Fidelity International has changed its mind on its position on investment research fees and will now fully absorb the costs of external research.
In a statement, the asset manager made clear it would no longer apply a research charge on any client account, irrespective of investment vehicle, client type or geographic location. Managers in the EU are required to unbundle research costs under MiFID II rules brought in last month.
According to Paras Anand, chief investment officer for equities in Europe, the decision followed extensive discussions with clients and reflected Fidelity’s desire “to act continually in their best interests”.
“A key part of our initial decision to implement the research payment account (RPA) was our desire to have a model that would treat all clients equally, whether they were captured by the MiFID II regulations or not,” he said.
The RPA method pays external providers from money collected through an explicit research charge levied on individual investment funds, alongside transaction commissions on equity trades.
Anand said Fidelity’s revised approach “is aligned with our single global research platform which underpins all our equity strategies”.
According to the CIO, the overwhelming industry consensus has been to not embrace the RPA model, which in turn meant that Fidelity’s clients, in most cases, would face “disproportionate operational and reporting consequences”, were it to retain this approach.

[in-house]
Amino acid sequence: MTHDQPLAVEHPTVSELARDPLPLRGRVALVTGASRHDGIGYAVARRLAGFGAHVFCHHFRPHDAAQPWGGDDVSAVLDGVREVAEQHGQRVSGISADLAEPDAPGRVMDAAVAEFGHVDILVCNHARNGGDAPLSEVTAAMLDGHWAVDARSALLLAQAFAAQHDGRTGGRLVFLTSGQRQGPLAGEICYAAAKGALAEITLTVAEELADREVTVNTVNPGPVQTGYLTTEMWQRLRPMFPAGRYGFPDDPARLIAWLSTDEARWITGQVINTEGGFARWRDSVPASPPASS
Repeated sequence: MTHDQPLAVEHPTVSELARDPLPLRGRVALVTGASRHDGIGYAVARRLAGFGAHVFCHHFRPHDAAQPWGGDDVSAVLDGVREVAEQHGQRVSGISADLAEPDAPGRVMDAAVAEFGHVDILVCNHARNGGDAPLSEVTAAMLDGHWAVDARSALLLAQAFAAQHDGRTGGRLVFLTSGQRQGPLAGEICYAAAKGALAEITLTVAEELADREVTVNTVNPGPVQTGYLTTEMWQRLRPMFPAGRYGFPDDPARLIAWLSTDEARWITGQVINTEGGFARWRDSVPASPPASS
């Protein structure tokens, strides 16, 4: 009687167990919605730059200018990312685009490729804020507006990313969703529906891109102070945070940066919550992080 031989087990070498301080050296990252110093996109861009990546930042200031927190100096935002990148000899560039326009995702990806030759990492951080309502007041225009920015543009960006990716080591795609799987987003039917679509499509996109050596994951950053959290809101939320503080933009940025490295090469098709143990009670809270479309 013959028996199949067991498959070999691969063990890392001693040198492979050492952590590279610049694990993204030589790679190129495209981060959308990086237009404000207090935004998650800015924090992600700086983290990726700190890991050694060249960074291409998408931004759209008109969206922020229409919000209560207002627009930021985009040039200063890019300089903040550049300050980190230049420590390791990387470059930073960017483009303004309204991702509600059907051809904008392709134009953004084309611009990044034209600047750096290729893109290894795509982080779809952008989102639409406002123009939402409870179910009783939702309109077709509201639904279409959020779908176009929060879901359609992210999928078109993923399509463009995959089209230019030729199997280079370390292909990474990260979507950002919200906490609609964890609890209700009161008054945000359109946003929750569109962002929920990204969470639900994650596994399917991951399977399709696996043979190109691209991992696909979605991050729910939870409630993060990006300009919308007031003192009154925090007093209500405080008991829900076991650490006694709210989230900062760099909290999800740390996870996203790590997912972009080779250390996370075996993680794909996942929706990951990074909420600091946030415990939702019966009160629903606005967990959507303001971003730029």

“These client challenges and inefficiencies were not what we envisaged,” he said, “so we have decided to move to a Fidelity-funded research model effective from 3 January.”
Last October Fidelity moved to introduce a variable management fee (VMF) model across its active equity funds.
“The headline reduction in the baseline annual management fee of 0.10% for the VMF share classes, now combined with us absorbing external research costs, will make Fidelity an even more competitive and aligned proposition for clients,” Anand said.
In the opinion of the asset manager, its VMF model offered a simple, transparent pricing formula, which would align the investment manager’s fee to investment performance.
Fidelity indicated that the model was meant as an alternative to the flat rate charging structure dominating the industry, and to encourage investors to hold active strategies to account and assess performance over longer time horizons.
Anand added that Fidelity had seen a “positive response and a strong level of engagement on the VMF model” from both existing and new clients.
MiFID II, the review of the EU’s Markets in Financial Instruments Directive, aims to make the European market more transparent, efficient and safer.
From the January edition of IPE:
The advent of the new MiFID II regulations is fundamentally changing the way asset managers relate to research